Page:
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Najee Harris Steelers

What’s Wrong With Najee Harris? Who’s To Blame For Struggles?

  • Justin Melo
  • October 11, 2022
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Pittsburgh Steelers running back Najee Harris is off to a shockingly poor start. Through five contests, Harris has gained just 222 rushing yards. He’s rushed for one touchdown and is averaging a below-average 3.2 yards per carry. When extrapolating Harris’ current production through 17 games, Harris is on pace to finish with just 754.8 rushing yards and 3.4 touchdowns. These marks are significantly lower than what Harris produced as a rookie ball-carrier in 2021 (307 carries for 1,200 yards and seven rushing touchdowns). All parties involved are at fault for Harris’ current struggles.

Harris hasn’t gained 100 rushing yards in a single showing this season. Pittsburgh’s offensive line is once again struggling to create rushing lanes for Harris. Starting right tackle Chukwuma Okorafor is Pittsburgh’s highest-graded run blocker (70.1) according to Pro Football Focus. The Steelers have two starting offensive linemen with run grades in the fifties (Dan Moore Jr., 53.9, and Kevin Dotson, 58.0). Starting right guard James Daniels barely clears that benchmark with a 61.0 grade. Harris is averaging 0.74 yards before contact. This is a collective failure.

Pittsburgh’s offensive line has been healthy and available. Injuries don’t provide an excuse. Of a potential 1,500 collective snaps played together (320 total team offensive snaps), Pittsburgh’s preferred starting five have missed just five snaps. This is simply who they are.

Steelers general manager Omar Khan didn’t do enough to upgrade Pittsburgh’s offensive line this offseason, but Harris isn’t blameless. He’s currently the league’s worst rusher in the yards over expectation metric (-72), via Next Gen Stats. He’s averaging -1.06 rush yards over expected per attempt. It indicates Harris is leaving production on the field. Harris’ vision is currently lacking (as is his explosiveness). His frustrations have led him to ignore what the defense gives him while constantly living in search of an explosive play. Harris needs to revisit the basics.

The former Alabama standout is also averaging just 2.48 yards after initial contact per rushing attempt, via PFF. Of Pittsburgh’s 14 “explosive” runs this season (10-plus yards), Harris has accounted for just five of them. He’s created zero plays of 20-plus yards as a runner or receiver. Harris isn’t making defenders miss with consistency near the line of scrimmage or in the open field. Combining that with Pittsburgh’s underwhelming offensive line leads to the disastrous campaign Harris is currently experiencing.

Pittsburgh’s backbreaking passing attack isn’t helping create opportunities for Harris either. The Steelers’ passing offense has created just 15 explosive (20-plus yards) passing plays through five contests. Only nine teams rank below the Steelers in this metric.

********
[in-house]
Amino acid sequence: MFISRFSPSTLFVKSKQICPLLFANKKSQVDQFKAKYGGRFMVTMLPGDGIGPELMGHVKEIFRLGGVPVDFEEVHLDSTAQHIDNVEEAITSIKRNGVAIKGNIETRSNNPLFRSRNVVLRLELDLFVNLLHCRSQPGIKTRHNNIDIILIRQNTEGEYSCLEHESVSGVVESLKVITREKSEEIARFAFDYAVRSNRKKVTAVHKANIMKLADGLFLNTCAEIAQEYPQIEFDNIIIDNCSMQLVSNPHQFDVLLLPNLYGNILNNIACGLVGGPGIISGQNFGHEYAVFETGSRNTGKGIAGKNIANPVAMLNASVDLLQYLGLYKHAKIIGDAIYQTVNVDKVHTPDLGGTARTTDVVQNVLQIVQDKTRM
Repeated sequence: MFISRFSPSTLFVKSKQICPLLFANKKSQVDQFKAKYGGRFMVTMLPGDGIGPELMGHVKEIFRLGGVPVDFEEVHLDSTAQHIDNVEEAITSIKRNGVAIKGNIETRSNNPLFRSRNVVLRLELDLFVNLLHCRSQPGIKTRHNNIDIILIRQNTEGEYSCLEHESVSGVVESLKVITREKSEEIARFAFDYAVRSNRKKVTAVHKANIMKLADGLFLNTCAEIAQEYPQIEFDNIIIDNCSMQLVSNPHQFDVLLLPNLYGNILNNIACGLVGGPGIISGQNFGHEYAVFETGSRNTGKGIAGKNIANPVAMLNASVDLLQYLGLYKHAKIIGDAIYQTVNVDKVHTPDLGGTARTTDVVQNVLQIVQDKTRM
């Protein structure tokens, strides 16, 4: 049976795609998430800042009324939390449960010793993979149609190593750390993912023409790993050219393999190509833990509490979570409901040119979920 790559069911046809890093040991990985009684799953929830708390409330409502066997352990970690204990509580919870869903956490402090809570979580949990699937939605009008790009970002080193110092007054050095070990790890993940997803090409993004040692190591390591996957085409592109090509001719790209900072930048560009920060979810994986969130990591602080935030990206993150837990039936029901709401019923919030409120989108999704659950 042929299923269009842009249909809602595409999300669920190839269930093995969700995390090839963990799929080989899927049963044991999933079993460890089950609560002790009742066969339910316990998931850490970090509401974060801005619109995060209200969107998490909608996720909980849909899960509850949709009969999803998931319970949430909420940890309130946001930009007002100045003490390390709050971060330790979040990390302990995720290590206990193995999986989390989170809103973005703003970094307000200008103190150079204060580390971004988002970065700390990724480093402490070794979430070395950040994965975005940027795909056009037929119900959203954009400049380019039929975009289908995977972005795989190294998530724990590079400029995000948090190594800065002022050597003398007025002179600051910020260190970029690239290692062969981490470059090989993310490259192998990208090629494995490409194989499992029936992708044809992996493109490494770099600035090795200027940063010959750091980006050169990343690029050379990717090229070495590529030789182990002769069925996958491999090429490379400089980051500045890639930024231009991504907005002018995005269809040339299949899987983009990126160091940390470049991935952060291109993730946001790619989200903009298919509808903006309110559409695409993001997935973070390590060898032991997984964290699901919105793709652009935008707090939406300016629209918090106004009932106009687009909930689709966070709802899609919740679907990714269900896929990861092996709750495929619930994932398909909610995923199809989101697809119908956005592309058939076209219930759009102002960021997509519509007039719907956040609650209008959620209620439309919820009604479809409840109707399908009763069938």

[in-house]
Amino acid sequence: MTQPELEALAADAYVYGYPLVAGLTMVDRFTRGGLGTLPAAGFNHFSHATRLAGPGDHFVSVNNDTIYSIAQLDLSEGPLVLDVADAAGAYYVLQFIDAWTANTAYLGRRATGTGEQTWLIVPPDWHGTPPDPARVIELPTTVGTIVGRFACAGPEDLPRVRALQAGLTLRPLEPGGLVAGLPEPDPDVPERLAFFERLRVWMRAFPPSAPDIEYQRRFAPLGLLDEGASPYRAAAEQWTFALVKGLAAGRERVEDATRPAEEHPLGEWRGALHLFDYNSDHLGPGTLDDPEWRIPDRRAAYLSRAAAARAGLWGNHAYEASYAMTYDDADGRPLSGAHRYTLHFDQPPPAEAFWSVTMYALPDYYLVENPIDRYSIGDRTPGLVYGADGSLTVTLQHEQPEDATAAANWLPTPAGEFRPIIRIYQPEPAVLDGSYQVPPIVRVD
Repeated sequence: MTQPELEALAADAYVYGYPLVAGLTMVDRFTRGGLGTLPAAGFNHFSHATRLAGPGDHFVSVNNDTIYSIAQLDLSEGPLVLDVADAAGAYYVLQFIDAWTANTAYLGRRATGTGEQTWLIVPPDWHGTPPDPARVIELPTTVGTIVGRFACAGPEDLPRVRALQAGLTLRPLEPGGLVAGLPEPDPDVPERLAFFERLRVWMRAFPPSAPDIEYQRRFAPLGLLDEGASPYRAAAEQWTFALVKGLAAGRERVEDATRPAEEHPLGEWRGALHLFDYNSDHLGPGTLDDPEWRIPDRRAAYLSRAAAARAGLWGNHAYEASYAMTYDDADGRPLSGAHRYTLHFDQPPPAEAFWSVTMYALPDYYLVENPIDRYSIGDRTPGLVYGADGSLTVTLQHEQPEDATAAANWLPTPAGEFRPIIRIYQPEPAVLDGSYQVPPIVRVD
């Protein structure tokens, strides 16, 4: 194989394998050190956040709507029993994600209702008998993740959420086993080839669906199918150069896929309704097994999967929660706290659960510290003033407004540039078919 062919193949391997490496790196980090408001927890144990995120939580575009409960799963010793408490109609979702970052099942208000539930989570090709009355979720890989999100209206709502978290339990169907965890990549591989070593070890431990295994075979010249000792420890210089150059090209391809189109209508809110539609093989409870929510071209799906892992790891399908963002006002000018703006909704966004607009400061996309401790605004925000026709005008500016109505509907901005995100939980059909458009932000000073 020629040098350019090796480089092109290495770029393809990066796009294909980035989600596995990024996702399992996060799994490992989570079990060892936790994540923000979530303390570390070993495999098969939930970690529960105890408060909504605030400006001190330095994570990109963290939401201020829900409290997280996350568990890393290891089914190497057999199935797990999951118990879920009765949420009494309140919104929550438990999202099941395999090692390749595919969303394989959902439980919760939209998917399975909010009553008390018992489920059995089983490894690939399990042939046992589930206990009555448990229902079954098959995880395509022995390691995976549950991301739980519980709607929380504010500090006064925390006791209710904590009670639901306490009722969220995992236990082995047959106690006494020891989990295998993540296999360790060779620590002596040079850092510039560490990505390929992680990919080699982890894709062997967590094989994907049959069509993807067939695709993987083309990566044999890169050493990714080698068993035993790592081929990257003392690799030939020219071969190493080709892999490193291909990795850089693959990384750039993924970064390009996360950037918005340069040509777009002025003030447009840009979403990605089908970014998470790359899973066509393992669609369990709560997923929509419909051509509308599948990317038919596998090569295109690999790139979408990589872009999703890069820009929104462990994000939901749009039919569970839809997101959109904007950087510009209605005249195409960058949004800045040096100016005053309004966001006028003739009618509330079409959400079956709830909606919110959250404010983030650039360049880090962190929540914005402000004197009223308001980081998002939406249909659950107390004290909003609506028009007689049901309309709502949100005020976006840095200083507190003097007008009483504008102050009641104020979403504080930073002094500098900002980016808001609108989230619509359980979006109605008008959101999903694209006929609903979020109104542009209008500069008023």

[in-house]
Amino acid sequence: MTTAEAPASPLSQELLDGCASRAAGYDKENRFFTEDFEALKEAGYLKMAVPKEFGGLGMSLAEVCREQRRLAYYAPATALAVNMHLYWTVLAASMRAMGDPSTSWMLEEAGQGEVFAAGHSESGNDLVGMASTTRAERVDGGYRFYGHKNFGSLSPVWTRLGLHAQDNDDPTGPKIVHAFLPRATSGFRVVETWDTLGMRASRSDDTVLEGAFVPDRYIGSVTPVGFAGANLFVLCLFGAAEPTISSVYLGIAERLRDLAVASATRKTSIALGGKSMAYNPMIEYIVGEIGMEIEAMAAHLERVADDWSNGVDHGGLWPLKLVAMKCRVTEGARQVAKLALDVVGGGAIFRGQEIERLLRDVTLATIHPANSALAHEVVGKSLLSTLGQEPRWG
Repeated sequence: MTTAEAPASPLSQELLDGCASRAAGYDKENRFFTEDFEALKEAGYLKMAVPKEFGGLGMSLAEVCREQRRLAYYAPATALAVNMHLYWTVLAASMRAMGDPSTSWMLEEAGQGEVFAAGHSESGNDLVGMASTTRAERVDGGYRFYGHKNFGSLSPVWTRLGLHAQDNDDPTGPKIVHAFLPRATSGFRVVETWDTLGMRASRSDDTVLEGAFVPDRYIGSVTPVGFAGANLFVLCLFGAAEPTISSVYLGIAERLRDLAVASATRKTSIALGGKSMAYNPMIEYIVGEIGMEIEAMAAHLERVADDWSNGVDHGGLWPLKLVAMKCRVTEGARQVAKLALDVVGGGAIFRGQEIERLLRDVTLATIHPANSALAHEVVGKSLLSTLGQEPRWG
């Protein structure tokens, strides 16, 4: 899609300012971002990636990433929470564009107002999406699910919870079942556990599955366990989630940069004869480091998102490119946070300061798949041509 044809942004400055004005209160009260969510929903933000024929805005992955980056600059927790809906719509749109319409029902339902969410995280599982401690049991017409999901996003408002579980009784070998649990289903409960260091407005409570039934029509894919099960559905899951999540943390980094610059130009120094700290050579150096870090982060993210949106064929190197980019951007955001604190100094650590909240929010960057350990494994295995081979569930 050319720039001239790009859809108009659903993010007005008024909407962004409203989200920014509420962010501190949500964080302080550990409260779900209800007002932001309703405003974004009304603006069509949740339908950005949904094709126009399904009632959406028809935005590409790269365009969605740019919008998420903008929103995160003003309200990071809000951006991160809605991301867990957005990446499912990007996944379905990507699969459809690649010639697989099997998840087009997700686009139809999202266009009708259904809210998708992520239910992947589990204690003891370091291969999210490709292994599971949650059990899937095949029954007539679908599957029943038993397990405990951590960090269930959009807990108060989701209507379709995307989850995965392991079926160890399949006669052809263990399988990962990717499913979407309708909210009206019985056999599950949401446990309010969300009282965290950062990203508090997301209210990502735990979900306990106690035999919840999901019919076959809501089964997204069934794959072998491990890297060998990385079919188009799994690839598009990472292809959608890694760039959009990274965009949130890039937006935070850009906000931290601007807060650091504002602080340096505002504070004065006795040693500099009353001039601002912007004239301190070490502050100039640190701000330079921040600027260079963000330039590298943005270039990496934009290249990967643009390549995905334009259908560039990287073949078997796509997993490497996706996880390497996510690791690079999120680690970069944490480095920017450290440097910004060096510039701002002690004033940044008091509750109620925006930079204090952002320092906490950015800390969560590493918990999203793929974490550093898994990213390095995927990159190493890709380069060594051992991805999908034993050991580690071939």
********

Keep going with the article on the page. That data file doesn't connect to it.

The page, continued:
Opposing defenses don’t respect Pittsburgh’s passing offense due to lackluster quarterback play thus far provided by Mitchell Trubisky, and to a much lesser extent and smaller sample size, Kenny Pickett. In theory, the Steelers possess the pass-catching weapons to threaten secondaries (including rookie second-rounder George Pickens). It’s not happening.

They’re simply not productive through the air. They’re not creating spacing issues or mismatches for opposing defenses. Defensive coordinators don’t respect Pittsburgh’s passing attack. They’re comfortable crowding the line of scrimmage and daring the Steelers to beat them deep. Pittsburgh hasn’t forced defenses to back up. The hope is that Pickett eventually makes Pittsburgh’s offense more dangerous and explosive while creating room for Harris to operate with the desired effectiveness.

Harris’ production as a pass-catcher has also dwindled. He’s secured just 13 receptions for 64 yards and a touchdown. Harris is averaging 1.4 yards less per reception compared to last season (6.3 yards per catch). Essentially everything is going wrong in all facets for Harris and the Steelers’ anemic offense.

Harris is also struggling in pass protection. He’s been credited with being at fault for allowing two sacks, via PFF. Backup running back Jaylen Warren has seen an increased third-down role as a result. Warren out-snapped Harris 38-37 in Sunday’s embarrassing 38-3 defeat to the Buffalo Bills. Harris will continue forfeiting snaps to Warren in obvious passing situations.

The Steelers are 1-4 and have a point differential of -51. Pittsburgh’s offense ranks 28th in total offensive yards gained per contest (295.8). Harris is “spearheading” their 29th-ranked rushing attack (88.6/game). When removing scrambles from Trubisky and Pickett, the Steelers are averaging 3.57 yards per carry (30th in the league). It’s nearly a full yard per carry less than the league average (4.47), per TruMedia. Offensive coordinator Matt Canada’s offense is scoring 15.4 points per showing. Just the Denver Broncos (15.0) and Indianapolis Colts (13.8) are scoring less. Harris is at the forefront of these troubling statistics.

All parties involved deserve blame. That makes it difficult to locate a banner of optimism for Harris’ struggles. The metaphorical hope for improvement likely lies squarely with Pickett’s growth under center. Harris’ showings may continue to be lackluster. Pittsburgh’s offense requires the type of hard reset only an offseason of change can provide.

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Justin Melo